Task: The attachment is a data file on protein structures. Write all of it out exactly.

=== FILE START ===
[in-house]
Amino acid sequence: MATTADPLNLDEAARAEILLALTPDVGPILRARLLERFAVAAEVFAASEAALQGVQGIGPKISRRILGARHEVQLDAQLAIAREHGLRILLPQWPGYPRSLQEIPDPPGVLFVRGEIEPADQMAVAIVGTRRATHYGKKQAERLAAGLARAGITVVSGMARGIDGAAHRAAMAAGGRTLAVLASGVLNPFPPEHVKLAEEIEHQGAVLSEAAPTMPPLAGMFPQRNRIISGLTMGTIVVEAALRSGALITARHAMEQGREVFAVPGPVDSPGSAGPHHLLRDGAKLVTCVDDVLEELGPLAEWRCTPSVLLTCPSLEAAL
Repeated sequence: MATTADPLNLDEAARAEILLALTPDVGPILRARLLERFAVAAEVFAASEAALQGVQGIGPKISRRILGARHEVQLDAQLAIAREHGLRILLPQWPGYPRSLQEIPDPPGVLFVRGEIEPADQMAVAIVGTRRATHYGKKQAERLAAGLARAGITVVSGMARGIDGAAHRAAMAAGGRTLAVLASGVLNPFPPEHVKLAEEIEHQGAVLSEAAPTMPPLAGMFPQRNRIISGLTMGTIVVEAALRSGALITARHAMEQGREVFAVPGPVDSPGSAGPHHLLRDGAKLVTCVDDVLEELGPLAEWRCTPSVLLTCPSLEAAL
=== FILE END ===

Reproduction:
[in-house]
Amino acid sequence: MATTADPLNLDEAARAEILLALTPDVGPILRARLLERFAVAAEVFAASEAALQGVQGIGPKISRRILGARHEVQLDAQLAIAREHGLRILLPQWPGYPRSLQEIPDPPGVLFVRGEIEPADQMAVAIVGTRRATHYGKKQAERLAAGLARAGITVVSGMARGIDGAAHRAAMAAGGRTLAVLASGVLNPFPPEHVKLAEEIEHQGAVLSEAAPTMPPLAGMFPQRNRIISGLTMGTIVVEAALRSGALITARHAMEQGREVFAVPGPVDSPGSAGPHHLLRDGAKLVTCVDDVLEELGPLAEWRCTPSVLLTCPSLEAAL
Repeated sequence: MATTADPLNLDEAARAEILLALTPDVGPILRARLLERFAVAAEVFAASEAALQGVQGIGPKISRRILGARHEVQLDAQLAIAREHGLRILLPQWPGYPRSLQEIPDPPGVLFVRGEIEPADQMAVAIVGTRRATHYGKKQAERLAAGLARAGITVVSGMARGIDGAAHRAAMAAGGRTLAVLASGVLNPFPPEHVKLAEEIEHQGAVLSEAAPTMPPLAGMFPQRNRIISGLTMGTIVVEAALRSGALITARHAMEQGREVFAVPGPVDSPGSAGPHHLLRDGAKLVTCVDDVLEELGPLAEWRCTPSVLLTCPSLEAAL